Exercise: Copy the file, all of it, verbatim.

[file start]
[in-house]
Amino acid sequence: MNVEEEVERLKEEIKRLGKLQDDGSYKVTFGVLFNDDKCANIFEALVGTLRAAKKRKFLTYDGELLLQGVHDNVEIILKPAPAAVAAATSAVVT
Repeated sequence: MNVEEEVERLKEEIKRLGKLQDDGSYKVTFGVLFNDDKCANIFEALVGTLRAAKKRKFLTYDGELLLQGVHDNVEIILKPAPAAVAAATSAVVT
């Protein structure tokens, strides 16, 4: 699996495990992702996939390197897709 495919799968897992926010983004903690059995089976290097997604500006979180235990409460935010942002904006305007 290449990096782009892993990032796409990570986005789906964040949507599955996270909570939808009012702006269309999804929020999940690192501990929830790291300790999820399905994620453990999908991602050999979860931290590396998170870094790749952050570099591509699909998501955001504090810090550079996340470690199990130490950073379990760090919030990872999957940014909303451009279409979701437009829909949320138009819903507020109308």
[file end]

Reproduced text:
[in-house]
Amino acid sequence: MNVEEEVERLKEEIKRLGKLQDDGSYKVTFGVLFNDDKCANIFEALVGTLRAAKKRKFLTYDGELLLQGVHDNVEIILKPAPAAVAAATSAVVT
Repeated sequence: MNVEEEVERLKEEIKRLGKLQDDGSYKVTFGVLFNDDKCANIFEALVGTLRAAKKRKFLTYDGELLLQGVHDNVEIILKPAPAAVAAATSAVVT
């Protein structure tokens, strides 16, 4: 699996495990992702996939390197897709 495919799968897992926010983004903690059995089976290097997604500006979180235990409460935010942002904006305007 290449990096782009892993990032796409990570986005789906964040949507599955996270909570939808009012702006269309999804929020999940690192501990929830790291300790999820399905994620453990999908991602050999979860931290590396998170870094790749952050570099591509699909998501955001504090810090550079996340470690199990130490950073379990760090919030990872999957940014909303451009279409979701437009829909949320138009819903507020109308």